Minnesota Opera Presents Turandot
updated 7:00 PM, Sunday 14th of April 2013
“I thought opera was for old farts, bourgeoisie and people in dinner jackets. Opera’s for anyone who’s willing to submit. Stick your nose in and find out what’s going on.”
– Terry Gilliam (American-born British screenwriter, film director, animator, actor and member of the Monty Python comedy troupe)
My fear is that the very word opera will prompt you to click away from this article. You know about the opera and you’re not interested, right? Even a quick Google search of the word 'opera' produces a stereotypical image of a buxom woman with blond braids, a Viking helmet and Madonna-esque, cone-shaped breasts. But what if I told you that the opera isn’t actually inaccessible or stodgy?
In reality, the opera experience includes impressive set design and colorful costumes that are on par with any Broadway production and showcases vocal performances that make American Idol contestants sound like an elementary school choir.
From April 13 – 21st, the Minnesota Opera is featuring Turandot. The plotline: solve three riddles — or die trying. Admit it, now you’re intrigued.
Turandot features a chorus of singers and dancers that flow onto the stage. Their precise movements and remarkable vocal abilities will hold your attention until they’re gone, just as smoothly as they arrived. When a stage full of singers belts out their operatic notes, the effect physically resonates through the Ordway. The sound embraces you — and if you’re like me, you’ll close your eyes to feel and hear its full effect.
The opera requires use of your imagination -- reading subtitles (the librettos are often sung in Italian), following the plotline (sorry, the opera isn’t going to spoon feed it to you like a Hollywood blockbuster) and listening to the incredible music that these performers and musicians are able to create.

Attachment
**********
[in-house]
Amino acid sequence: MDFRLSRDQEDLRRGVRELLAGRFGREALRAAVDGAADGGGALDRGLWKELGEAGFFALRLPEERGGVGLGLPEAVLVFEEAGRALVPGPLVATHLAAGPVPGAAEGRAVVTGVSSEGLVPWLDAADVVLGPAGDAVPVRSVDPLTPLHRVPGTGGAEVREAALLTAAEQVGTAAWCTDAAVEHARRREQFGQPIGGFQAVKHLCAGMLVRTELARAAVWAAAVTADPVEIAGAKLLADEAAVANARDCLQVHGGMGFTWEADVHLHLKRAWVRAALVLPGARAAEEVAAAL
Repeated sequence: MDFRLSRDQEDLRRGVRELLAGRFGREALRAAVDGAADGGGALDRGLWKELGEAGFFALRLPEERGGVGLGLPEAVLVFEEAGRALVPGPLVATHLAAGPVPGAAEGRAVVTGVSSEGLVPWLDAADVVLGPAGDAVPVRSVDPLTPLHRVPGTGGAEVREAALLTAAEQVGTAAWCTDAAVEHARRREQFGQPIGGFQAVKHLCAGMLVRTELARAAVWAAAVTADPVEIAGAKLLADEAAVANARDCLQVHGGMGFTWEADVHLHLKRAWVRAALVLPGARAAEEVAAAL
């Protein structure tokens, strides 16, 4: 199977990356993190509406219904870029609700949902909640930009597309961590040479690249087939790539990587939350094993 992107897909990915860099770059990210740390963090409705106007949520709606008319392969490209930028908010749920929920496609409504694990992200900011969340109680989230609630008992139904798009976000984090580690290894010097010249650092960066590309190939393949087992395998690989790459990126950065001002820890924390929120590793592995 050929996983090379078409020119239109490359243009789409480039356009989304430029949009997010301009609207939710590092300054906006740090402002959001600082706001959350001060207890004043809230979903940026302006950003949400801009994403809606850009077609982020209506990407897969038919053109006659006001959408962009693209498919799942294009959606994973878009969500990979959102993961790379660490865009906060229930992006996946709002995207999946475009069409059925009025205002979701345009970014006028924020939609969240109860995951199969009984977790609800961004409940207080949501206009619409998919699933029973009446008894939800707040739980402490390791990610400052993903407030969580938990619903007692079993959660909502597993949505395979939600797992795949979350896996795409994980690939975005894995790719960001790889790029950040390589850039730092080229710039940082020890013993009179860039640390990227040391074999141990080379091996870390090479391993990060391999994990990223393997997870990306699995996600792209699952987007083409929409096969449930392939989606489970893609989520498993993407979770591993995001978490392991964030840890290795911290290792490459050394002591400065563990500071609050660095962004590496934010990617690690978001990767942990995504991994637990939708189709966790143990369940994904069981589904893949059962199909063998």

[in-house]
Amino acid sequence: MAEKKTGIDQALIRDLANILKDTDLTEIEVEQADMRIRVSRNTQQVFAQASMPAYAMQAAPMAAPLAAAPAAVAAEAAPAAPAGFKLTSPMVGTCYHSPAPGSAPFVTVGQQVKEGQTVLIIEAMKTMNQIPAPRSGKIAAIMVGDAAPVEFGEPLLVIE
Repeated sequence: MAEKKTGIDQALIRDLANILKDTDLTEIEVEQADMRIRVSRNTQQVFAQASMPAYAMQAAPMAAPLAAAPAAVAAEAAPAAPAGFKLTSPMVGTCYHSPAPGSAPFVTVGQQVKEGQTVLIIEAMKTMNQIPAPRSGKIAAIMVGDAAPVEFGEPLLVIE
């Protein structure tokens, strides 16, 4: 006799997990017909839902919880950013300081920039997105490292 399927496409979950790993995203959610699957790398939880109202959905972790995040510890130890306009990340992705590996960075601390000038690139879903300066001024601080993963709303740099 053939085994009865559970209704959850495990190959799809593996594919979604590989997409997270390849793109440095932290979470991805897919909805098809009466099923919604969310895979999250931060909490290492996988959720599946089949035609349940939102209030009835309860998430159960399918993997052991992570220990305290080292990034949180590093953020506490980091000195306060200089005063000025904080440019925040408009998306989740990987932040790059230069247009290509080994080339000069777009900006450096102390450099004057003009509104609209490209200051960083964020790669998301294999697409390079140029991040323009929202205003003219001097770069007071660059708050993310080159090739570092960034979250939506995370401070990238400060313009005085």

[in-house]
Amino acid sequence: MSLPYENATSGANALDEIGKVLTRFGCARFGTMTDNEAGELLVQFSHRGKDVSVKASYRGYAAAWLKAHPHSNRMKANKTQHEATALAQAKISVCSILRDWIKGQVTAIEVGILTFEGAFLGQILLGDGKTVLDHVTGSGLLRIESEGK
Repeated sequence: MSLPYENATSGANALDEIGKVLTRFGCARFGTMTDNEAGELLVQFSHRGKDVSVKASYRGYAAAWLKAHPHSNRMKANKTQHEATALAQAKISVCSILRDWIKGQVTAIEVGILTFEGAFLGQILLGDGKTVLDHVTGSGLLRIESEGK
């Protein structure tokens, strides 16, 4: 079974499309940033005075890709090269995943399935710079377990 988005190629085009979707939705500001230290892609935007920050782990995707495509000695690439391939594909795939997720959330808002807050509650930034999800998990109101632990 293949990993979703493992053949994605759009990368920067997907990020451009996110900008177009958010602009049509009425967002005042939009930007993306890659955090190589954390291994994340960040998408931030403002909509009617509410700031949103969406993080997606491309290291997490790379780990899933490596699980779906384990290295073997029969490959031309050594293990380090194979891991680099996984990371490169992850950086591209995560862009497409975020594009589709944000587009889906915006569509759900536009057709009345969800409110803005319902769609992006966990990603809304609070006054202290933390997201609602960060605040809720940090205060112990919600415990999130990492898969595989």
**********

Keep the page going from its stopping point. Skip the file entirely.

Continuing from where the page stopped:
Princess Turandot - Irina Rindzuner and and Calaf, the unknown prince - Adam Laurence Herskowitz in Minnesota Opera production of Turandot music by Giacomo Puccini
Turandot is an opera in three acts. The story is set in Peking and involves handsome Prince Calàf who falls in love with the cold Princess Turandot. To obtain permission to marry her, a suitor must solve three riddles and any false answer results in the loss of his head. Viewers sit on the edge of their seats, eager to see if Calàf passes the test.
Particularly amusing are characters Ping, Pang and Pong (Matthew Opitz, John Robert Lindsey and Brad Benoit, respectively), who function like The Three Stooges. They entertain while they twirl umbrellas in a chorus line, don neon-hued outfits and dig through cabinets that are actually worn on the backs of other performers like backpacks.
Pong, the chief cook - Brad Benoit, Ping, the grand chancellor - Matthew Opitz and Pang, the general purveyor - John Robert Lindsey in Minnesota Opera
The voices of Turandot (Irina Rindzuner and Helen Todd alternate), Liu (Christie Hageman and Kelly Kaduce alternate) and Calàf (Scott Piper and Adam Laurence Herskowitz alternate) are impressive in their abilities to span the octaves and bring forth the deep emotions within the story.
Puccini started writing Turandot in 1924, but died before its completion that same year. Franco Alfano completed the opera in 1926.
Turandot is the final production of the Minnesota Opera’s 50th season and performed at the Ordway for one week only: Saturday, April 13th – Sunday, April 21st.
If you’re interested in meeting other Twin Cities residents who love the opera, you can join Tempo, a membership program for both new and seasoned opera-goers, ages 21-39. Tempo members are eligible for special discounts on opening night performances. For more information visit their website here.
Katie Lajiness earned her Master of Fine Arts in writing from Hamline University and her Bachelor of Arts in film studies from Mount Holyoke College. She is the Film and Gallery/Museum Editor at MXDWELL and lives in St. Paul with her husband.